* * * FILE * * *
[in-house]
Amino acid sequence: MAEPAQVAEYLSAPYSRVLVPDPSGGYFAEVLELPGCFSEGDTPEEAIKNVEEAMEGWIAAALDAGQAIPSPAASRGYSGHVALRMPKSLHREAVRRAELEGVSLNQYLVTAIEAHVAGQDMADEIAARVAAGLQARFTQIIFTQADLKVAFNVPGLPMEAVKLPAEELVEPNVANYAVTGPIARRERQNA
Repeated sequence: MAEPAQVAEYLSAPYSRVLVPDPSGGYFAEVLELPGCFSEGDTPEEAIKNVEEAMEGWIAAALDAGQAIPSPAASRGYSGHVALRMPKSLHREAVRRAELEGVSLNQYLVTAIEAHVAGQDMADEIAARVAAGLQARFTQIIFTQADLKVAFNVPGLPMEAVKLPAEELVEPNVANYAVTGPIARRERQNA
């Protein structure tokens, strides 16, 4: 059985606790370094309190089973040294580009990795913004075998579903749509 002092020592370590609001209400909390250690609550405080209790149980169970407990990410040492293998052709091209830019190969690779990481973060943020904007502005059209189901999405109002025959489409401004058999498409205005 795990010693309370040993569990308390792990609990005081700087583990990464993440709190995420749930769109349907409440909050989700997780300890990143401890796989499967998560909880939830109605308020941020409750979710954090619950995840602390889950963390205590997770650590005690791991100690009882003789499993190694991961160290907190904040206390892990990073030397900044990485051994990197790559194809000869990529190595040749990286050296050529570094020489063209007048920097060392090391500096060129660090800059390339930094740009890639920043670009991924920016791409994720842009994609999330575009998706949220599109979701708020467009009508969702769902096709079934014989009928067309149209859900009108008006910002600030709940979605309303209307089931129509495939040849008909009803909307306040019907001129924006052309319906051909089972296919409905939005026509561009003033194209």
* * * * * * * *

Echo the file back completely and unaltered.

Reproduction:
[in-house]
Amino acid sequence: MAEPAQVAEYLSAPYSRVLVPDPSGGYFAEVLELPGCFSEGDTPEEAIKNVEEAMEGWIAAALDAGQAIPSPAASRGYSGHVALRMPKSLHREAVRRAELEGVSLNQYLVTAIEAHVAGQDMADEIAARVAAGLQARFTQIIFTQADLKVAFNVPGLPMEAVKLPAEELVEPNVANYAVTGPIARRERQNA
Repeated sequence: MAEPAQVAEYLSAPYSRVLVPDPSGGYFAEVLELPGCFSEGDTPEEAIKNVEEAMEGWIAAALDAGQAIPSPAASRGYSGHVALRMPKSLHREAVRRAELEGVSLNQYLVTAIEAHVAGQDMADEIAARVAAGLQARFTQIIFTQADLKVAFNVPGLPMEAVKLPAEELVEPNVANYAVTGPIARRERQNA
């Protein structure tokens, strides 16, 4: 059985606790370094309190089973040294580009990795913004075998579903749509 002092020592370590609001209400909390250690609550405080209790149980169970407990990410040492293998052709091209830019190969690779990481973060943020904007502005059209189901999405109002025959489409401004058999498409205005 795990010693309370040993569990308390792990609990005081700087583990990464993440709190995420749930769109349907409440909050989700997780300890990143401890796989499967998560909880939830109605308020941020409750979710954090619950995840602390889950963390205590997770650590005690791991100690009882003789499993190694991961160290907190904040206390892990990073030397900044990485051994990197790559194809000869990529190595040749990286050296050529570094020489063209007048920097060392090391500096060129660090800059390339930094740009890639920043670009991924920016791409994720842009994609999330575009998706949220599109979701708020467009009508969702769902096709079934014989009928067309149209859900009108008006910002600030709940979605309303209307089931129509495939040849008909009803909307306040019907001129924006052309319906051909089972296919409905939005026509561009003033194209």